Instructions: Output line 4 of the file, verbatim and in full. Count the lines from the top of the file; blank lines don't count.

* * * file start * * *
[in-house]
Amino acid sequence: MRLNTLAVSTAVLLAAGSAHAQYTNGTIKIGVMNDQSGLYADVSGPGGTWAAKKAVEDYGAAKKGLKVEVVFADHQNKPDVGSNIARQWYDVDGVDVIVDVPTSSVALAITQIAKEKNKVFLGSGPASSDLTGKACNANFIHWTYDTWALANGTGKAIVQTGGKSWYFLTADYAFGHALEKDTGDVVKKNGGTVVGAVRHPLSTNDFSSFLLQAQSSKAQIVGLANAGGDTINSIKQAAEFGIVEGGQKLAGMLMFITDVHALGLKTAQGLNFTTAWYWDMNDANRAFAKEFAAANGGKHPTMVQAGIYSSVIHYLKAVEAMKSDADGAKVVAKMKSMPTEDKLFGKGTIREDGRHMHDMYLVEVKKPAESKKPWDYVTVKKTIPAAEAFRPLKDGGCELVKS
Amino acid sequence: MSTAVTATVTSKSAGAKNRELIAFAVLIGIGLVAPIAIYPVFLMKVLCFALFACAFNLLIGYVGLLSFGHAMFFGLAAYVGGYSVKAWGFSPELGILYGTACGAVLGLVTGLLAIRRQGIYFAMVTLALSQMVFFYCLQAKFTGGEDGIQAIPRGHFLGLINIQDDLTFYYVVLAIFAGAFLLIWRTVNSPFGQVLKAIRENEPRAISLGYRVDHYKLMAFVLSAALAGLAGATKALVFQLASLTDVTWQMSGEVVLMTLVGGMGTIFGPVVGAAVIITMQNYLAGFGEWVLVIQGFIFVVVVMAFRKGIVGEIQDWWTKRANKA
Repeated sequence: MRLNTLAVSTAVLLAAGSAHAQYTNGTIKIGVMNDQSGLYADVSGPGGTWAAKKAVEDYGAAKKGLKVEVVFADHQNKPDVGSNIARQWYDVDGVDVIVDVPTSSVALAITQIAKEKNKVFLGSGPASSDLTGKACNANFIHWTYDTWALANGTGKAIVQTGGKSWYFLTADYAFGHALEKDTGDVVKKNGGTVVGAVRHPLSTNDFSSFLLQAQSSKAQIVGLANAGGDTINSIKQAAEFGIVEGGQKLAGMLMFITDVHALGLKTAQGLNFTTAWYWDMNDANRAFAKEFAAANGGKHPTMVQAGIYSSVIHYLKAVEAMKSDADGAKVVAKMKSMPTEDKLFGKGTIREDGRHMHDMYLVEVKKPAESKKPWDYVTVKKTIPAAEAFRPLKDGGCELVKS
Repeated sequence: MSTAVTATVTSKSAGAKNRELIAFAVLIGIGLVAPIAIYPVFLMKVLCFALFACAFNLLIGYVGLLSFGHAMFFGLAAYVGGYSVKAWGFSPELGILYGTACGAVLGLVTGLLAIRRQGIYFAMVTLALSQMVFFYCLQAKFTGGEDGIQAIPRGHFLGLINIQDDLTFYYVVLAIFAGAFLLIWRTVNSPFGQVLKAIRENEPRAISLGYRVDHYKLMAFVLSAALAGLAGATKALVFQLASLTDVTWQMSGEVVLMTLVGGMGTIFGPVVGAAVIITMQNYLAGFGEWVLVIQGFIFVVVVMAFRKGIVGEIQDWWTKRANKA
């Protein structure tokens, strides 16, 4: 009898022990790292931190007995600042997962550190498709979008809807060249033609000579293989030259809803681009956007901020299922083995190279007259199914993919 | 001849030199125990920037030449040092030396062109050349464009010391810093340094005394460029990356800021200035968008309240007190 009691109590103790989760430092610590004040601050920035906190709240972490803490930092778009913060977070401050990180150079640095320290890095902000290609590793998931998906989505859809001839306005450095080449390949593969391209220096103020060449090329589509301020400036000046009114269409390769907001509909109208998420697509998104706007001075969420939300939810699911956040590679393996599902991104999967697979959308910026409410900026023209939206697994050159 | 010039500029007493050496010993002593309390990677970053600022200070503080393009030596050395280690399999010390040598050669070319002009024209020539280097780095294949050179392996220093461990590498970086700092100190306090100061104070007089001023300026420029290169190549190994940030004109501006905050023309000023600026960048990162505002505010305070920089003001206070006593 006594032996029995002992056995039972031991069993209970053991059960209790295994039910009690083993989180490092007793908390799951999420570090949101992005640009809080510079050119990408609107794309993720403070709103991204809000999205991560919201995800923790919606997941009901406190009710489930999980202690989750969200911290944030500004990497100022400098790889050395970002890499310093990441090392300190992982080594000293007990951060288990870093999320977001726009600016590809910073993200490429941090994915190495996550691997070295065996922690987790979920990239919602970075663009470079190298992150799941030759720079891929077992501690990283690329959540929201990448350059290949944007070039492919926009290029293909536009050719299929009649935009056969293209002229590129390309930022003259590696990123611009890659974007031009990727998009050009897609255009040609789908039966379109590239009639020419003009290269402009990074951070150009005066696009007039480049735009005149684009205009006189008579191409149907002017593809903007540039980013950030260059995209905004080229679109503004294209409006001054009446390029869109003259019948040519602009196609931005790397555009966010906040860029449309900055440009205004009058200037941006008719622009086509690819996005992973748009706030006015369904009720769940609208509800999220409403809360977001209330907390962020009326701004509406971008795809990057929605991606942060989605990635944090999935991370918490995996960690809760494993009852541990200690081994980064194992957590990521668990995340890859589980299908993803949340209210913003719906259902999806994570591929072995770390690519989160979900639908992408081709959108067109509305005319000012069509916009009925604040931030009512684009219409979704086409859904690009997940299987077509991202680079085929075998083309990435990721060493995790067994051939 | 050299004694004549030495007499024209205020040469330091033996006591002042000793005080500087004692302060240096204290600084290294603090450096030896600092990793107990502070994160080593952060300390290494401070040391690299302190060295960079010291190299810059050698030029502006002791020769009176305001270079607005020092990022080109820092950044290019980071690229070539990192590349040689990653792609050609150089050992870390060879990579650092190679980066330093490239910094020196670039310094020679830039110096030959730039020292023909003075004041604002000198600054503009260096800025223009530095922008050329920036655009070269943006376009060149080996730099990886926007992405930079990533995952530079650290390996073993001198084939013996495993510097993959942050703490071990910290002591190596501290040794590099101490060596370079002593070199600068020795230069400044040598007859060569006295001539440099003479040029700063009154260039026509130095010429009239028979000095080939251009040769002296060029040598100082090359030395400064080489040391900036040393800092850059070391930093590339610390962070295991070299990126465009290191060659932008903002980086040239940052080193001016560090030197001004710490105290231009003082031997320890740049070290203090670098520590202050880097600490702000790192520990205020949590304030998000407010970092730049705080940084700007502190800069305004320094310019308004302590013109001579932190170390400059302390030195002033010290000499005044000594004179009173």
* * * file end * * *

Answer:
Repeated sequence: MRLNTLAVSTAVLLAAGSAHAQYTNGTIKIGVMNDQSGLYADVSGPGGTWAAKKAVEDYGAAKKGLKVEVVFADHQNKPDVGSNIARQWYDVDGVDVIVDVPTSSVALAITQIAKEKNKVFLGSGPASSDLTGKACNANFIHWTYDTWALANGTGKAIVQTGGKSWYFLTADYAFGHALEKDTGDVVKKNGGTVVGAVRHPLSTNDFSSFLLQAQSSKAQIVGLANAGGDTINSIKQAAEFGIVEGGQKLAGMLMFITDVHALGLKTAQGLNFTTAWYWDMNDANRAFAKEFAAANGGKHPTMVQAGIYSSVIHYLKAVEAMKSDADGAKVVAKMKSMPTEDKLFGKGTIREDGRHMHDMYLVEVKKPAESKKPWDYVTVKKTIPAAEAFRPLKDGGCELVKS